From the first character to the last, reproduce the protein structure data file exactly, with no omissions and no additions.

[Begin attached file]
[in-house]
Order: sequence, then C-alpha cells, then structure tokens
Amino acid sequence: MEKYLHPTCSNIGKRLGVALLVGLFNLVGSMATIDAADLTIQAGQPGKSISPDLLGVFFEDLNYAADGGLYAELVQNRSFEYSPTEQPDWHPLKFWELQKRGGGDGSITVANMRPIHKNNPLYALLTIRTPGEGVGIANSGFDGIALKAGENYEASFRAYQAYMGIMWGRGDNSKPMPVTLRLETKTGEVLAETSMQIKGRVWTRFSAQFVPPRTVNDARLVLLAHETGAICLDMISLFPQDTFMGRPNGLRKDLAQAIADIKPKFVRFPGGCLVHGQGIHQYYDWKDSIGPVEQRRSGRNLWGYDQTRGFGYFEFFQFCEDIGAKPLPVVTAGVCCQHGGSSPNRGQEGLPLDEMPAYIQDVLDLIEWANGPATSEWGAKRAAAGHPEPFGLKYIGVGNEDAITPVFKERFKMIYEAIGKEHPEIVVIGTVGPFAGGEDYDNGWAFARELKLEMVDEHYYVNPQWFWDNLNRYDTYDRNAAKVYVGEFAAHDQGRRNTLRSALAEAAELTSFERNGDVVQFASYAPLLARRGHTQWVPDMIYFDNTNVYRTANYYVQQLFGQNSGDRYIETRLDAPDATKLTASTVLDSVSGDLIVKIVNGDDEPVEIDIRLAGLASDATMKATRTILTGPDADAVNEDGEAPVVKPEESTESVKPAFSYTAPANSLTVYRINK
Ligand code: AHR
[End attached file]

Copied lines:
[in-house]
Order: sequence, then C-alpha cells, then structure tokens
Amino acid sequence: MEKYLHPTCSNIGKRLGVALLVGLFNLVGSMATIDAADLTIQAGQPGKSISPDLLGVFFEDLNYAADGGLYAELVQNRSFEYSPTEQPDWHPLKFWELQKRGGGDGSITVANMRPIHKNNPLYALLTIRTPGEGVGIANSGFDGIALKAGENYEASFRAYQAYMGIMWGRGDNSKPMPVTLRLETKTGEVLAETSMQIKGRVWTRFSAQFVPPRTVNDARLVLLAHETGAICLDMISLFPQDTFMGRPNGLRKDLAQAIADIKPKFVRFPGGCLVHGQGIHQYYDWKDSIGPVEQRRSGRNLWGYDQTRGFGYFEFFQFCEDIGAKPLPVVTAGVCCQHGGSSPNRGQEGLPLDEMPAYIQDVLDLIEWANGPATSEWGAKRAAAGHPEPFGLKYIGVGNEDAITPVFKERFKMIYEAIGKEHPEIVVIGTVGPFAGGEDYDNGWAFARELKLEMVDEHYYVNPQWFWDNLNRYDTYDRNAAKVYVGEFAAHDQGRRNTLRSALAEAAELTSFERNGDVVQFASYAPLLARRGHTQWVPDMIYFDNTNVYRTANYYVQQLFGQNSGDRYIETRLDAPDATKLTASTVLDSVSGDLIVKIVNGDDEPVEIDIRLAGLASDATMKATRTILTGPDADAVNEDGEAPVVKPEESTESVKPAFSYTAPANSLTVYRINK
Ligand code: AHR